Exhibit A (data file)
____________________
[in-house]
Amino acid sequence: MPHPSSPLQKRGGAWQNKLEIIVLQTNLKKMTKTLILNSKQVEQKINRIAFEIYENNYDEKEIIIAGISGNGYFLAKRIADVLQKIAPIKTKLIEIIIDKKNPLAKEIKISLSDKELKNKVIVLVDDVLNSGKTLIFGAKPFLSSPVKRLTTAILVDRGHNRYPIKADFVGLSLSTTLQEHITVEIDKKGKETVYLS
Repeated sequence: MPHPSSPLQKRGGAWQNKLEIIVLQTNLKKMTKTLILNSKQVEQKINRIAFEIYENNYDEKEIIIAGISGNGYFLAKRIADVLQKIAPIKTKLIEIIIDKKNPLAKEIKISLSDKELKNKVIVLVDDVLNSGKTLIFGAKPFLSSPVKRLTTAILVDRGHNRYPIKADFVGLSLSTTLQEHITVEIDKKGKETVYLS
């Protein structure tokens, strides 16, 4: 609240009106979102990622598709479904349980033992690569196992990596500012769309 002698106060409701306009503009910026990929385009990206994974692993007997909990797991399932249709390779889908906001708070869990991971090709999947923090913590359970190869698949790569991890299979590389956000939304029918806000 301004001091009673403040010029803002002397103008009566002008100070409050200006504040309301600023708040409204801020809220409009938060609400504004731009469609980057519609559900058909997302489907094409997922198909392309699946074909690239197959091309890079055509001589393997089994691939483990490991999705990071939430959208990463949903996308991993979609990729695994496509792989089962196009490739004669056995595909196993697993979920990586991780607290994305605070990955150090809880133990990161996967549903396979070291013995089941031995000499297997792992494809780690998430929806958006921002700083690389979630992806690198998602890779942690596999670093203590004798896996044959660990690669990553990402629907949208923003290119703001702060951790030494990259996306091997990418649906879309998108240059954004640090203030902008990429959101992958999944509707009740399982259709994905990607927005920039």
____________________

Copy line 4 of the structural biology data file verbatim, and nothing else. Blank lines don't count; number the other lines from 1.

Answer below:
């Protein structure tokens, strides 16, 4: 609240009106979102990622598709479904349980033992690569196992990596500012769309 002698106060409701306009503009910026990929385009990206994974692993007997909990797991399932249709390779889908906001708070869990991971090709999947923090913590359970190869698949790569991890299979590389956000939304029918806000 301004001091009673403040010029803002002397103008009566002008100070409050200006504040309301600023708040409204801020809220409009938060609400504004731009469609980057519609559900058909997302489907094409997922198909392309699946074909690239197959091309890079055509001589393997089994691939483990490991999705990071939430959208990463949903996308991993979609990729695994496509792989089962196009490739004669056995595909196993697993979920990586991780607290994305605070990955150090809880133990990161996967549903396979070291013995089941031995000499297997792992494809780690998430929806958006921002700083690389979630992806690198998602890779942690596999670093203590004798896996044959660990690669990553990402629907949208923003290119703001702060951790030494990259996306091997990418649906879309998108240059954004640090203030902008990429959101992958999944509707009740399982259709994905990607927005920039």